The code of conduct is based on the UN Framework and Guiding Principles on Business and Human Rights. It calls on the NUI institutions to have in place policies and processes, to include the following three elements:
(a)    A policy commitment to meet their responsibility to respect human rights;
(b)    A human rights due-diligence process to identify, prevent, mitigate and account for how they address their impacts on human rights;
(c)    Processes to enable the remediation of any adverse impacts they cause, or to which they contribute, on human rights.
The NUI institutions are called on to include human rights considerations as part of normal due diligence before entering into a partnership agreement or establishing a campus abroad.  For countries where there is already an agreement, NUI institutions are called on to monitor the human rights situation, as it relates to their university, and to report on this annually.
Two areas are highlighted as being of particular concern:
- Gross violations of human rights
- Repressions of Academic Freedoms.
NUI universities and colleges are called on to have a clear policy for action in situations where such concerns arise. In particular, institutions are urged to provide all appropriate support for their students and staff.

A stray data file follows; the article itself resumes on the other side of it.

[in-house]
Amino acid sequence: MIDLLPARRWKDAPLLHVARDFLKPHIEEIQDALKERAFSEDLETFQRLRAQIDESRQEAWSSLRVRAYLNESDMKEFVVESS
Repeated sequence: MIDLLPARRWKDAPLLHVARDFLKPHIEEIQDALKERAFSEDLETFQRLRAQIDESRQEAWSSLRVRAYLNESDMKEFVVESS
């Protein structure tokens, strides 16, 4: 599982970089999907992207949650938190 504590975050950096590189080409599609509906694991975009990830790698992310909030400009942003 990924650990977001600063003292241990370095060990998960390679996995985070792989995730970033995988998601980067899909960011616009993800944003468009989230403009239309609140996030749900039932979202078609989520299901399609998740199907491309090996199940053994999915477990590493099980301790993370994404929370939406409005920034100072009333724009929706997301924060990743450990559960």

The Chancellor was speaking from Bahrain where he conferred NUI degrees on over 200 students at RCSI Bahrain. Dr Manning was visiting Bahrain for the first time to see conditions at first hand. He met the Irish Ambassador Mr Niall Holohan and held extensive discussions with staff at RCSI Bahrain to see how best NUI could help the university in the current situation.
In his keynote address at the graduation, in the presence of the Bahraini Minister for Education, Dr Majid bin Ali Al-Nuaimi, the Chancellor stressed the centrality of human rights in the work of medical graduates and in the life of the university. He also commended the RCSI for the way it is addressing the challenges it faces in Bahrain, noting that similar challenges faced other NUI universities in their transnational partnerships. It was precisely to provide support for the NUI universities and colleges that the human rights document had been prepared.
Congratulating the graduating students, the Chancellor welcomed them as members of the National University of Ireland. 'I am confident that those graduating will be worthy ambassadors for NUI degrees in the future.'